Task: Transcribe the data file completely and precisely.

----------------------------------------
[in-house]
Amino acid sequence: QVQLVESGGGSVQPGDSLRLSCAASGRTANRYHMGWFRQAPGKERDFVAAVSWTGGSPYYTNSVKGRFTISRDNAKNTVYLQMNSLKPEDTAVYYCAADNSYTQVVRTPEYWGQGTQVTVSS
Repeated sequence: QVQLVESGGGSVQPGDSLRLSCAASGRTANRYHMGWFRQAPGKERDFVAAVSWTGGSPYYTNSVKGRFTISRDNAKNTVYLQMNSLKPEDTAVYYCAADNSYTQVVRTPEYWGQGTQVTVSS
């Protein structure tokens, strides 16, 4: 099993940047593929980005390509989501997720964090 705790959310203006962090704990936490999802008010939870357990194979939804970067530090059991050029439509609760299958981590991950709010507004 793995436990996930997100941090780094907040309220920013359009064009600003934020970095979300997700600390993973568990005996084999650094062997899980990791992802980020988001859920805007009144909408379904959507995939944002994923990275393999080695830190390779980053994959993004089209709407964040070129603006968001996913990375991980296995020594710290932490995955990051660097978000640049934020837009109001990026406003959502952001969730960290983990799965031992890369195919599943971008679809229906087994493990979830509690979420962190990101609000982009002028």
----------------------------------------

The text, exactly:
[in-house]
Amino acid sequence: QVQLVESGGGSVQPGDSLRLSCAASGRTANRYHMGWFRQAPGKERDFVAAVSWTGGSPYYTNSVKGRFTISRDNAKNTVYLQMNSLKPEDTAVYYCAADNSYTQVVRTPEYWGQGTQVTVSS
Repeated sequence: QVQLVESGGGSVQPGDSLRLSCAASGRTANRYHMGWFRQAPGKERDFVAAVSWTGGSPYYTNSVKGRFTISRDNAKNTVYLQMNSLKPEDTAVYYCAADNSYTQVVRTPEYWGQGTQVTVSS
């Protein structure tokens, strides 16, 4: 099993940047593929980005390509989501997720964090 705790959310203006962090704990936490999802008010939870357990194979939804970067530090059991050029439509609760299958981590991950709010507004 793995436990996930997100941090780094907040309220920013359009064009600003934020970095979300997700600390993973568990005996084999650094062997899980990791992802980020988001859920805007009144909408379904959507995939944002994923990275393999080695830190390779980053994959993004089209709407964040070129603006968001996913990375991980296995020594710290932490995955990051660097978000640049934020837009109001990026406003959502952001969730960290983990799965031992890369195919599943971008679809229906087994493990979830509690979420962190990101609000982009002028």